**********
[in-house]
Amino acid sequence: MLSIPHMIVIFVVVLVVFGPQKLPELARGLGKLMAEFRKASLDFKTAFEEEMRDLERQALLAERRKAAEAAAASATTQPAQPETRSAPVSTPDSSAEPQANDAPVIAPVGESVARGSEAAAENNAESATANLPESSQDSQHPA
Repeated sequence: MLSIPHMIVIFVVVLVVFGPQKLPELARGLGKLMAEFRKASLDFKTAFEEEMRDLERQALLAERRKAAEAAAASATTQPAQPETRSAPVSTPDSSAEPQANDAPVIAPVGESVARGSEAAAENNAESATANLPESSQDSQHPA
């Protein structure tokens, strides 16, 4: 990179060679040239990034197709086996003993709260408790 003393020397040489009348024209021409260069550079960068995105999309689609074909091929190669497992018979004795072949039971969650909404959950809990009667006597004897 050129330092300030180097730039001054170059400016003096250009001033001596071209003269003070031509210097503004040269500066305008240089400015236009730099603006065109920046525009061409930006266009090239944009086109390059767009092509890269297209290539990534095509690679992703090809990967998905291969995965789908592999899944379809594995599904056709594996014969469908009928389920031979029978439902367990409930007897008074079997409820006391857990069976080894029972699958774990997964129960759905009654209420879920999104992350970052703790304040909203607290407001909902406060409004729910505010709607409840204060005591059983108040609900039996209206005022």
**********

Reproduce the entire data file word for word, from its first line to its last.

[in-house]
Amino acid sequence: MLSIPHMIVIFVVVLVVFGPQKLPELARGLGKLMAEFRKASLDFKTAFEEEMRDLERQALLAERRKAAEAAAASATTQPAQPETRSAPVSTPDSSAEPQANDAPVIAPVGESVARGSEAAAENNAESATANLPESSQDSQHPA
Repeated sequence: MLSIPHMIVIFVVVLVVFGPQKLPELARGLGKLMAEFRKASLDFKTAFEEEMRDLERQALLAERRKAAEAAAASATTQPAQPETRSAPVSTPDSSAEPQANDAPVIAPVGESVARGSEAAAENNAESATANLPESSQDSQHPA
């Protein structure tokens, strides 16, 4: 990179060679040239990034197709086996003993709260408790 003393020397040489009348024209021409260069550079960068995105999309689609074909091929190669497992018979004795072949039971969650909404959950809990009667006597004897 050129330092300030180097730039001054170059400016003096250009001033001596071209003269003070031509210097503004040269500066305008240089400015236009730099603006065109920046525009061409930006266009090239944009086109390059767009092509890269297209290539990534095509690679992703090809990967998905291969995965789908592999899944379809594995599904056709594996014969469908009928389920031979029978439902367990409930007897008074079997409820006391857990069976080894029972699958774990997964129960759905009654209420879920999104992350970052703790304040909203607290407001909902406060409004729910505010709607409840204060005591059983108040609900039996209206005022």